Washington Military Department 2022 Year In Review
2022 felt like a return to normalcy after 18 months of continuous activation for the employees of the Washington Military Department.
The Omicron variant of COVID-19 continued to rapidly spread across the state leading to the activation of 100 Guard members to help alleviate staffing demands and offer testing capabilities at eight hospitals across our state. Guard members remained activated through the spring and finished the mission in March.
The first month also brought heavy rain and massive snow storms that slammed the state, causing massive flooding in parts of western Washington. Washington Military Department employees staffed the State Emergency Operations Center (SEOC) to assist with local resource requests. Meanwhile, members of the Guard deployed to Lewis County to provide needed support to the communities dealing with rising waters. Just a week later, a team from the Guard deployed to Leavenworth to assist digging out the small mountain community that was hit with record snow fall.
Early storms were only the beginning for the SEOC, which remained activated for all of 2022. Managed by employees of the Emergency Management Division (EMD), the SEOC supported the response to a wide range of incidents including COVID-19, an active fire season, severe winter weather and flooding and associated recovery activities, the Mpox (monkeypox) Virus outbreak, the European Green Crab infestation, and an outbreak of Highly Pathogenic Avian Influenza. The COVID-19 response concluded as the longest-ever SEOC activation with 1,010 activated days as of November 30, 2022.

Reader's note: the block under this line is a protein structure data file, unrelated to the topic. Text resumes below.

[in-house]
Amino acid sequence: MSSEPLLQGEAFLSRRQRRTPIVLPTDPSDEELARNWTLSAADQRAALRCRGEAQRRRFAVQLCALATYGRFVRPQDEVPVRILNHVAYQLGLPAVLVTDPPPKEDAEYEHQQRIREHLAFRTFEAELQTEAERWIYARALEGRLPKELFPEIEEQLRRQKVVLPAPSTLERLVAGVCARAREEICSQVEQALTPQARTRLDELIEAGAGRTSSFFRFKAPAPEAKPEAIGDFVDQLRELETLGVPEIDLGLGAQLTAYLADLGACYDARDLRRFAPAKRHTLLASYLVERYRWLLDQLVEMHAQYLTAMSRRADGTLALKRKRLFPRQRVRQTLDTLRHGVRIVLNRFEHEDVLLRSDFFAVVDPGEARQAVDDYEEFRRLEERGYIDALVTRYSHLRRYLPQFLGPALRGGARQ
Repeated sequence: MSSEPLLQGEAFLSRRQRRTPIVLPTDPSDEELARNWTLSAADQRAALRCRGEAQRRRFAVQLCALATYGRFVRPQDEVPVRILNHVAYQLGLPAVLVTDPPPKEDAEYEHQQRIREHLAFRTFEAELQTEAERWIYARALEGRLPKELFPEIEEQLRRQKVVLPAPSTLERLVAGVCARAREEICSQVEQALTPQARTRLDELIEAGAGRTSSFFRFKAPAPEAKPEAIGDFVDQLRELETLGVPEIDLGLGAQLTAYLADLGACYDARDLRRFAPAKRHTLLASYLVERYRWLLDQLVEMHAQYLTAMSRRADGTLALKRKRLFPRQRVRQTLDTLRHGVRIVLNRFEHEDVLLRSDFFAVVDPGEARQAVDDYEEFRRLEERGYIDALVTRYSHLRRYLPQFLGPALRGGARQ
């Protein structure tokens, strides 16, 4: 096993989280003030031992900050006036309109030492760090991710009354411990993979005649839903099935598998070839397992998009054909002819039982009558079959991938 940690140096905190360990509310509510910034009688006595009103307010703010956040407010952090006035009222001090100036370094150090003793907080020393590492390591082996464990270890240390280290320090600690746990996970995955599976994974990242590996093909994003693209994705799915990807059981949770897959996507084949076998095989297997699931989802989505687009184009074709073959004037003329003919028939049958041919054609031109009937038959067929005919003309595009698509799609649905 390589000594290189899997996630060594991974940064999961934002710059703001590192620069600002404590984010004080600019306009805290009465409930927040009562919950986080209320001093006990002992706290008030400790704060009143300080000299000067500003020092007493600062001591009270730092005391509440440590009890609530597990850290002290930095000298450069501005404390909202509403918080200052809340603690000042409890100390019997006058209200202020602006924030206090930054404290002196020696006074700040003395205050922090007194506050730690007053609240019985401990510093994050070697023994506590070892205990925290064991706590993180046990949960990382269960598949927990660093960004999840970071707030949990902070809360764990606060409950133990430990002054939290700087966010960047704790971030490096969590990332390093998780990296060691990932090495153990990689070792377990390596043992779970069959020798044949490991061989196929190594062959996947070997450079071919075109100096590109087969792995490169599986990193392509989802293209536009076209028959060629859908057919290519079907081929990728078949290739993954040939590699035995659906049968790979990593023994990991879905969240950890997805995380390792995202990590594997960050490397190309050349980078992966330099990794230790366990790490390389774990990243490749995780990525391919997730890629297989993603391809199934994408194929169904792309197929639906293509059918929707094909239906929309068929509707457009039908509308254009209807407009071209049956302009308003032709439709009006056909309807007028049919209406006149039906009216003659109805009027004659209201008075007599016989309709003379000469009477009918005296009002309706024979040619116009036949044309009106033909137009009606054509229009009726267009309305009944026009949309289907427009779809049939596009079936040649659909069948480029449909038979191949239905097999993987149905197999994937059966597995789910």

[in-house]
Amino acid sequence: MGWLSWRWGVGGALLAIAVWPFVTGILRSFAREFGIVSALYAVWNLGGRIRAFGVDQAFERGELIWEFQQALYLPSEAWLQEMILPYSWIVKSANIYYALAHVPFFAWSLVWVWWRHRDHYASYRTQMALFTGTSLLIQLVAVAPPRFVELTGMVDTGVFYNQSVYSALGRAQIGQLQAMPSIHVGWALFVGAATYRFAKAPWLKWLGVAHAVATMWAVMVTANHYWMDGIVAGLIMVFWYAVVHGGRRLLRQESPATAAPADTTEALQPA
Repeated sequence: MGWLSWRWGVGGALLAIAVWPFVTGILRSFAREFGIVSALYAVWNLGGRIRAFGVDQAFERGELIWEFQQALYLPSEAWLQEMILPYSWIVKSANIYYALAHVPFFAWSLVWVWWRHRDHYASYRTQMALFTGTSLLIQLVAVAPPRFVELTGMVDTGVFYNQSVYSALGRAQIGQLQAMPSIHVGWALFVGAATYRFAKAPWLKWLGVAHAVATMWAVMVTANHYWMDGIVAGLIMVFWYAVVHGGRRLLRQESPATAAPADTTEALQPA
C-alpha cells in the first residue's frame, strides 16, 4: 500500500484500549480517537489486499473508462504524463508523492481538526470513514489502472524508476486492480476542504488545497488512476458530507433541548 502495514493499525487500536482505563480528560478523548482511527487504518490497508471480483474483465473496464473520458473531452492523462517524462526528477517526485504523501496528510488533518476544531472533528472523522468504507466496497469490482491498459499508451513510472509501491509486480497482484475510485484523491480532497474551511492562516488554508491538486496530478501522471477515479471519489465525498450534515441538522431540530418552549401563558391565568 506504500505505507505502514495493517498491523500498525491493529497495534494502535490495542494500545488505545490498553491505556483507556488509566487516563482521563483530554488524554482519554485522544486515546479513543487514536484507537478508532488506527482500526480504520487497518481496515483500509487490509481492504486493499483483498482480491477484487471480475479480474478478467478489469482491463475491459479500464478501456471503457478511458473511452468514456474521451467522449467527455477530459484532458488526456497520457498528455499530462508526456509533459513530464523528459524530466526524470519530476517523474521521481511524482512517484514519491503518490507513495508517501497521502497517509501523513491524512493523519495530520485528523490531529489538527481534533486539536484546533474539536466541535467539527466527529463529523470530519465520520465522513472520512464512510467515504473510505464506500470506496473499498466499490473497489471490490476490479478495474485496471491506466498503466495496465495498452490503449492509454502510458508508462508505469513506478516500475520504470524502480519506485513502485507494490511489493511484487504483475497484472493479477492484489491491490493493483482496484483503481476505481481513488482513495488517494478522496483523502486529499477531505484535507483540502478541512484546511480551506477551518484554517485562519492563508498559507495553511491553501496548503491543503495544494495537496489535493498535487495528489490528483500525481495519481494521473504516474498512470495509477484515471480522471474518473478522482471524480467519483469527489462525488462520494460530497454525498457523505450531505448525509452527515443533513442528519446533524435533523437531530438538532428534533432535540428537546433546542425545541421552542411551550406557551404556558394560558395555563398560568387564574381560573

In addition to the SEOC activations, the Alert & Warning center coordinated resources for more than 950 search and rescue missions and 50 evidence searches, as well as 2,520 hazardous materials incidents, 396 reports of fire resulting in 15 state fire service resource mobilizations, processed 303 requests for resources, and delivered 10,377 notifications of weather advisories, watches, and warnings for a total of 4,740 incidents.